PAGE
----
Thursday, 26 March 2009

The Paulick Distort

Pull the Pocket has an interesting article on the all too close-knit relation between racing press and industry. From computer gaming to wine, from model rail roads to fashion, the problem that the special interest media is both too personally connected with and too financially dependent on the industry it covers to really take a critical point of view is one found in every area. What really caught my eye though was not the topic itself but one of the comments.

In it, web journalist and former Bloodhorse editor-in-chief Ray Paulick, mentioned in the article as having a considerable bias towards the interests of horsemen, pleads "guilty as charged", adding that "without the horsemen, there will be no horses" and that "we need to do more for fans and horsemen...if we do that successfully, the tracks will succeed".

There is good reason for the coziness between racing journalists and horsemen. Everyone who spent decades in the sport will have become friendly with a large number of horsemen, so on a personal level it's understandable that racing columnists wouldn't want them to get hurt. Also, with the possible exception of Andrew Beyer, no racing journalist has the standing not to risk his job when confronting the industry. Since the racing media is financed almost exclusively by industry advertising, who do you think they would ultimately side with in a standoff between horsemen and a columnist. Still, there is a difference between avoiding a losing battle and actively lobbying for the horsemen’s interests, especially where it conflicts with the interests of the sport (and fans).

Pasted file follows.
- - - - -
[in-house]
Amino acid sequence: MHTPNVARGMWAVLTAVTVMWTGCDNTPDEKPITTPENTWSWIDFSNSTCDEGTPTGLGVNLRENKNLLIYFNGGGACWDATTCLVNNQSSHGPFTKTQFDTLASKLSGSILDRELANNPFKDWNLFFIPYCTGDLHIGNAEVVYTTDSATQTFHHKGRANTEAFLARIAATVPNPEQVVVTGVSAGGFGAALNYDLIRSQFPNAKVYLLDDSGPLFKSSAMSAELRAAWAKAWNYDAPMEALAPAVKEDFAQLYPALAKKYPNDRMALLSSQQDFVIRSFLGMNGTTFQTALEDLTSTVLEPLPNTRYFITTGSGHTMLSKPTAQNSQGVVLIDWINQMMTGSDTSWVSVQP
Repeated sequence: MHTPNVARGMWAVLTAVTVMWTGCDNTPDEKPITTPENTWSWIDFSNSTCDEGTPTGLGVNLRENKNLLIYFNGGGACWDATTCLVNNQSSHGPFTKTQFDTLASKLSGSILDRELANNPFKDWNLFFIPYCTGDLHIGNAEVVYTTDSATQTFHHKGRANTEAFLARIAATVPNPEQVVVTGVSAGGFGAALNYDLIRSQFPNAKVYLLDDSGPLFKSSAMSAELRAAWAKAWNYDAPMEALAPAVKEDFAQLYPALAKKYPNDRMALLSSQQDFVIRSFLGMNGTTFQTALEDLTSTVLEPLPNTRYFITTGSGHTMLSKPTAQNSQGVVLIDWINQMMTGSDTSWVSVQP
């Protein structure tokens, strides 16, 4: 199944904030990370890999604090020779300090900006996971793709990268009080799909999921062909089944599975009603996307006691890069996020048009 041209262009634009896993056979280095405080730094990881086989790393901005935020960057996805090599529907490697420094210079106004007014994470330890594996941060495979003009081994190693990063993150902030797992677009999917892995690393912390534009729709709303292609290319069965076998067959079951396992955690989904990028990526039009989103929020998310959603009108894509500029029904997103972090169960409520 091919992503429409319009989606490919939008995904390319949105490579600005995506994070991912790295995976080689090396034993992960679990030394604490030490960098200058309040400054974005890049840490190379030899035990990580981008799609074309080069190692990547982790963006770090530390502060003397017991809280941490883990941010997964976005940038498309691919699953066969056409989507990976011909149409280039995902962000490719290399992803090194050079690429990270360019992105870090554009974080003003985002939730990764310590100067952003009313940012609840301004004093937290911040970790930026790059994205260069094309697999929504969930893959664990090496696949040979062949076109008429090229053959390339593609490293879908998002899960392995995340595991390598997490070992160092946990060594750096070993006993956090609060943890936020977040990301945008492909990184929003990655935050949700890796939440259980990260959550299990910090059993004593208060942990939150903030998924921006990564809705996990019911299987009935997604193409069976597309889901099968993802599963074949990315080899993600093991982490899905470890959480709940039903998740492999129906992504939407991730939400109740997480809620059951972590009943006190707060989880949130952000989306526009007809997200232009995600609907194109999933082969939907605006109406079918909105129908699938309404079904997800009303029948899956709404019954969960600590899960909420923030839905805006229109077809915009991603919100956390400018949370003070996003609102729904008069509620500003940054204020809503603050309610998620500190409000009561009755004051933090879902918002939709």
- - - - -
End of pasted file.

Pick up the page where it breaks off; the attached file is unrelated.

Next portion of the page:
Mr. Paulick's claim that not siding with the horsemen would leave the sport without horses is an oversimplification to the point where it becomes an insult to the reader’s intelligence. Is he actually proposing that the sport couldn't exist with a lower number of horses and race dates than we have now? How then does he explain the success of Hong Kong’s two race tracks, each running less than 10 races a week? Or the existence of successful tracks in South American countries, all of them with a much smaller pool of horses and horsemen than in the US.

Horse racing, after all, isn't a welfare system, it’s a professional sport/entertainment industry. Does Golf succeed because it sees to it that wannabe-pros who regularly miss the cut on the Northern Arizona tour still make enough income to give them a living? It doesn't. Horsemen are professionals just like actors or baseball players, which means that either they’re good enough to pay their dues or they’ll have to search for another profession. The interest of racing jurisdictions and the racing media should be the well-being of the sport, because that’s the one thing everything else ultimately depends on. In the long run, tracks succeed only when the sport succeeds, which won’t happen as long as it ignores the most basic rules of supply and demand in order to keep every horseman's boat afloat.


  1. A HUGE over-simplification. Yes, the size of the business of racing in North America should shrink, but a major factor preventing that shrinkage is the insistence of the states on running too many racing days so they can get their tax revenue.

    Most horsemen (and women) aren't in it for the money. Overall, we lose 50% of what we put into the game; that's the difference between expenses and purse earnings.But we certainly have the right to argue for a fairer split of the available revenue, whether that's revenue being monopolized by the online wagering companies or skimmed off in high taxes by the states. Our efforts are no different from those of professional athletes seeking, e.g., to overturn the reserve clause in baseball or to assure a percentage of revenue for salaries.

  2. I think the post is mainly about issues of the coziness between horsemen and the media, and The Dresden File and Pull the Pocket make valid points.

    On another point, I think Steve Zorn is not right about horsemen not being in it for the money -- most horsemen that I've known are in it to make money. If they "lose 50%" of what they put into the game, that's the price of wildcatting. One major stallion prospect = gusher.

  3. I agree that state taxes are a major factor in explaining the current oversupply and probably an even larger one in preventing a solution, but that is another problem, and one that won't be solved until American racing gets a true governing body. Incidentally, it's Ray Paulick who recently wrote a great article about that subject.